July 3 (Reuters) - Google Inc has begun restoring links to newspaper articles that it had suppressed in Web searches this week following a European Union ruling in May on citizens’ “right to be forgotten,” the Financial Times reported.
A series of links to articles in the Guardian newspaper that were suppressed were reinstated on Thursday after the news organization complained publicly about the removals, the newspaper said. (on.ft.com/1oes10Y)
Google started removing some search results to comply with a ruling by the Court of Justice of the European Union, upholding citizens’ right to have obsolete personal information about them hidden in search results.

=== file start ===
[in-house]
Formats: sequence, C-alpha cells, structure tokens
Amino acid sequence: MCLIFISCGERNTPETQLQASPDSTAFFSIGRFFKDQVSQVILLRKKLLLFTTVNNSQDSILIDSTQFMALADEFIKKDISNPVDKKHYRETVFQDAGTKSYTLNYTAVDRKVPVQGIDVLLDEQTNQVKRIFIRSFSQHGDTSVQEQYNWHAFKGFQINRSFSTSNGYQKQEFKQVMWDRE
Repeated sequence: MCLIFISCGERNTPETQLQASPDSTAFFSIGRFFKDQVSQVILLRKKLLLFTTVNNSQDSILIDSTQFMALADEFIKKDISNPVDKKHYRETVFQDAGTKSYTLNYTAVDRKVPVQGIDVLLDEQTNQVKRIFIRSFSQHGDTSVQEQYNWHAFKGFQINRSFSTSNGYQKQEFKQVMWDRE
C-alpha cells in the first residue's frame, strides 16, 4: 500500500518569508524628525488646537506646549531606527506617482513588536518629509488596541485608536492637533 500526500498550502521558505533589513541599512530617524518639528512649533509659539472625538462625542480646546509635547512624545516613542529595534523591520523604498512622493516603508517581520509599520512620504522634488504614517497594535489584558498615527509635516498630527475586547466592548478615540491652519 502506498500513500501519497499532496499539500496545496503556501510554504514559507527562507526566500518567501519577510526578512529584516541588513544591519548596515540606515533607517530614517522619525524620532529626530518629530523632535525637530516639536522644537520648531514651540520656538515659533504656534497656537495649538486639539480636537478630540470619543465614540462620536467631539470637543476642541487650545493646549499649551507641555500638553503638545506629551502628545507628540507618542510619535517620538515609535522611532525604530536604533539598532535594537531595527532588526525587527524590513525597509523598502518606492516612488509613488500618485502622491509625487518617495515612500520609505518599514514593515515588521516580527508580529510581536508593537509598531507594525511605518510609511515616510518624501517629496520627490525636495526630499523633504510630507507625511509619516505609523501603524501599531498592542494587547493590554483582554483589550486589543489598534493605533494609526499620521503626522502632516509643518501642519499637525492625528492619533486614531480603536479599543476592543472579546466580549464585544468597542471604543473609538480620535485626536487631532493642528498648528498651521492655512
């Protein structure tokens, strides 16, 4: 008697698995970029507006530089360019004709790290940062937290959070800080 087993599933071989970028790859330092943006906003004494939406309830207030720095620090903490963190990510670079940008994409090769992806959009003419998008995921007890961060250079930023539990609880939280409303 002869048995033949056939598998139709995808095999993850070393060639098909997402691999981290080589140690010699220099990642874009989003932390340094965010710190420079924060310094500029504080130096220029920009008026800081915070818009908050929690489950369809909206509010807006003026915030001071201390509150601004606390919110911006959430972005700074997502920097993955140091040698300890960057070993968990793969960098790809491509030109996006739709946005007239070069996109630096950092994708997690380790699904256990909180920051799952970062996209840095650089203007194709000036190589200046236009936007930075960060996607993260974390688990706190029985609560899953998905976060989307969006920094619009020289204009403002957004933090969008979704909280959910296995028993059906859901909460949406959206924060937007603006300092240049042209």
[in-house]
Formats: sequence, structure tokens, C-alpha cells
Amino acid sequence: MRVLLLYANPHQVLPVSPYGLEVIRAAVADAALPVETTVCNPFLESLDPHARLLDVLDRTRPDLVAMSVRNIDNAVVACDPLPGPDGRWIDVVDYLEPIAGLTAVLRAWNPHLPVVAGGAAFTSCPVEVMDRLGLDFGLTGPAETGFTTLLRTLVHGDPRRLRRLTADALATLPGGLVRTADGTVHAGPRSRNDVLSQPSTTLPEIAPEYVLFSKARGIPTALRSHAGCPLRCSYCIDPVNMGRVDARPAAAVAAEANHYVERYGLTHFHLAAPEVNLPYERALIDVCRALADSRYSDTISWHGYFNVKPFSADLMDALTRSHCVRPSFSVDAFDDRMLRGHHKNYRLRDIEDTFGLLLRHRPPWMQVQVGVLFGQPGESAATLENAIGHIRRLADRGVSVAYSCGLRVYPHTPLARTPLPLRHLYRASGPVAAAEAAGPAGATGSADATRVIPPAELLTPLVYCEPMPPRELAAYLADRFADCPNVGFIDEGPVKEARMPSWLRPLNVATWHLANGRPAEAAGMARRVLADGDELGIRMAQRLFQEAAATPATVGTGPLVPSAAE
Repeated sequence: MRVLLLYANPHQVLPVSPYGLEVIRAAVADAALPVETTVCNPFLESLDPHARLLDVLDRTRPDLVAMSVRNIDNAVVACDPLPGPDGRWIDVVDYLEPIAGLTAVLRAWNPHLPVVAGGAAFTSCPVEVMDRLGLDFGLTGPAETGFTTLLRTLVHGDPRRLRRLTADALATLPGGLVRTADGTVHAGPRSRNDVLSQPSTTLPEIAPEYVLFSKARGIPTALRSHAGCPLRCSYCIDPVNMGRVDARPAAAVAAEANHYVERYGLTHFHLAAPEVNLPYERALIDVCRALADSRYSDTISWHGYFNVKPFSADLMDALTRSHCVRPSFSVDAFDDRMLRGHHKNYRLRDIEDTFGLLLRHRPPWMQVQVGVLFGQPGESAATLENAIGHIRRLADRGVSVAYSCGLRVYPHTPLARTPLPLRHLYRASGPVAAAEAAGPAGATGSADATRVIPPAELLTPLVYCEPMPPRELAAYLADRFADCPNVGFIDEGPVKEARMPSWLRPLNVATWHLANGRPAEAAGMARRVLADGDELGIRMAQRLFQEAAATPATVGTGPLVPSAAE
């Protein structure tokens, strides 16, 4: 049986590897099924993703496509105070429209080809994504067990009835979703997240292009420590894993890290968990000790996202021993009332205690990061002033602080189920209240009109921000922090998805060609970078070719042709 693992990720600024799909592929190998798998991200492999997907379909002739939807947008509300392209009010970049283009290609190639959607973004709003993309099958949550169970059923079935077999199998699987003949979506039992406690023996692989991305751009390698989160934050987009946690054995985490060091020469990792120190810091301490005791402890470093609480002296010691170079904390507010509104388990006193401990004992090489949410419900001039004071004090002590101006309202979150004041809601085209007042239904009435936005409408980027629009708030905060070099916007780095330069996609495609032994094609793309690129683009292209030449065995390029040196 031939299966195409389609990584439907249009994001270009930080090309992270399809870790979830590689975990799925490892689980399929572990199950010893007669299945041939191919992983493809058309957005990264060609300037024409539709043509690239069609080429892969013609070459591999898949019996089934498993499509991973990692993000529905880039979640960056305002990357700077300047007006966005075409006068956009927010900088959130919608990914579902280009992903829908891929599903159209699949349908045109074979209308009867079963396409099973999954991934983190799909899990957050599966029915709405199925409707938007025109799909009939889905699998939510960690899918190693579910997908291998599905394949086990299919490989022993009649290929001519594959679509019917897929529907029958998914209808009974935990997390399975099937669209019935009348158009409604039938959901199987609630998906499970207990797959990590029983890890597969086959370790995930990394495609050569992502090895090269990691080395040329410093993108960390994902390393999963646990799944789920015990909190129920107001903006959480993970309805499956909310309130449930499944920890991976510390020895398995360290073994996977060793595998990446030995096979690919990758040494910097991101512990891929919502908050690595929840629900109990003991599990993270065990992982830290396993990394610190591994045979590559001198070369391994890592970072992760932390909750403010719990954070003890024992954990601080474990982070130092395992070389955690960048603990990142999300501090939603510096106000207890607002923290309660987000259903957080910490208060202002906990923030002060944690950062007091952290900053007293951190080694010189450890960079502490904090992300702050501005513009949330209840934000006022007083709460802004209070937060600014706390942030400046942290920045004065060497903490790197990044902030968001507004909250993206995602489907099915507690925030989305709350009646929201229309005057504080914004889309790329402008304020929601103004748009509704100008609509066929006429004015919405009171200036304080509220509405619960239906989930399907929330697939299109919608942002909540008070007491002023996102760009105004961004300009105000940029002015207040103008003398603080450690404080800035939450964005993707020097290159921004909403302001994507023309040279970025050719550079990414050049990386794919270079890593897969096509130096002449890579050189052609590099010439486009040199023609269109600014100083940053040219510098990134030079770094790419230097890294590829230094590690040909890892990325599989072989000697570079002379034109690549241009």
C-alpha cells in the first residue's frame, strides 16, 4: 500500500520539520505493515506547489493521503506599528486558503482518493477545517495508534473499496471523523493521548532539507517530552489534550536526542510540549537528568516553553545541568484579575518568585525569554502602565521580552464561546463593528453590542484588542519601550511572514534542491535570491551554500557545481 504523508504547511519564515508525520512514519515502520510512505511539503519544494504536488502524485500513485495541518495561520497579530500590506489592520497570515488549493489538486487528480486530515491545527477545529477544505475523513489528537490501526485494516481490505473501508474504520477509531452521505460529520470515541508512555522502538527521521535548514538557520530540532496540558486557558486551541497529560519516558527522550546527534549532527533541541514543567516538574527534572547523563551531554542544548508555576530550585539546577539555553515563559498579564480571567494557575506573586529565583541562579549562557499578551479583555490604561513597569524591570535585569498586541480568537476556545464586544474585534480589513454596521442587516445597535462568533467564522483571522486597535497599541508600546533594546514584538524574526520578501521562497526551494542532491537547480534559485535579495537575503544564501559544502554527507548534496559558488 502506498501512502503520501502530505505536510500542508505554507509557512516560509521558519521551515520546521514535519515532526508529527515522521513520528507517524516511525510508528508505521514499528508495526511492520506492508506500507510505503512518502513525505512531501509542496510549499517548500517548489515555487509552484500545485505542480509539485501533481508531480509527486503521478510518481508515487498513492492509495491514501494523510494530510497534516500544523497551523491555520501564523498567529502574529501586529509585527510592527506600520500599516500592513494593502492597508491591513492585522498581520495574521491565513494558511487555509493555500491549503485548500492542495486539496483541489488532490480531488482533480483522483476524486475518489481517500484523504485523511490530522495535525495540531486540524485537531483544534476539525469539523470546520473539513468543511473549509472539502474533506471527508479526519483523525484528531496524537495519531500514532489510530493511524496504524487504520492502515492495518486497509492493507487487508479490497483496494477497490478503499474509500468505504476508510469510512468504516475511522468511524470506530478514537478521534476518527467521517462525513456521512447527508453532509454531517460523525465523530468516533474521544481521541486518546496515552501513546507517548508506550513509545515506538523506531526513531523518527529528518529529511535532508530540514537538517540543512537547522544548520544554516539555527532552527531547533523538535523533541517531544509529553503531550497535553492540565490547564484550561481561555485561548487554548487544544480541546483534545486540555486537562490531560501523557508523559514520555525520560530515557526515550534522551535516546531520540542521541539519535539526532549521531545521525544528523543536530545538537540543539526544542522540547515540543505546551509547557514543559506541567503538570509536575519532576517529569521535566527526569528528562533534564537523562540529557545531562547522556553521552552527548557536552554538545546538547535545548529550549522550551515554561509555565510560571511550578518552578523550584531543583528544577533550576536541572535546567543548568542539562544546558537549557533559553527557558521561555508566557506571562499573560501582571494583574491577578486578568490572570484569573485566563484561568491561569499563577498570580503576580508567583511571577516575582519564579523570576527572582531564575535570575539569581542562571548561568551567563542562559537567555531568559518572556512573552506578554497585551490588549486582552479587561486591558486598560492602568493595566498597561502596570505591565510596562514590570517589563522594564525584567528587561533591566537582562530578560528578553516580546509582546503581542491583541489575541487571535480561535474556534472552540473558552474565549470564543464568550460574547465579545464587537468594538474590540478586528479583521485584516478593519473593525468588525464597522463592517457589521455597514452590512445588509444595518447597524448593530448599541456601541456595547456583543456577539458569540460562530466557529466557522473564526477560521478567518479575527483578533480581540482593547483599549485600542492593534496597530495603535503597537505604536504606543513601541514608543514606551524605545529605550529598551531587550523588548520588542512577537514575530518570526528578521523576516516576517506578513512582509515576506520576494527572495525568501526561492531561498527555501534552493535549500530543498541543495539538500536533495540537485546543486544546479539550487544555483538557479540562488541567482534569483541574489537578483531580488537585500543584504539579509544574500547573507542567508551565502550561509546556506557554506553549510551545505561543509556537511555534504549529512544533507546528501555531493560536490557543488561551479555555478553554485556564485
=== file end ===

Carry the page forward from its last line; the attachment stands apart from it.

Europe’s top court ordered Google on May 13 to remove a link to a 15-year-old newspaper article about a Spanish man’s bankruptcy.
“The recent ECJ judgment requires Google to deal with these requests on a case-by-case basis, so their current approach appears to be an overly-broad interpretation,” a spokeswoman of the Guardian told Reuters.
“If the purpose of the judgment is not to enable censorship of publishers by the back door, then we’d encourage Google to be transparent about the criteria it is using to make these decisions, and how publishers can challenge them,” the spokeswoman said.
Google did not respond to calls seeking comment. (Reporting by Aurindom Mukherjee in Bangalore; Editing by Kirti Pandey)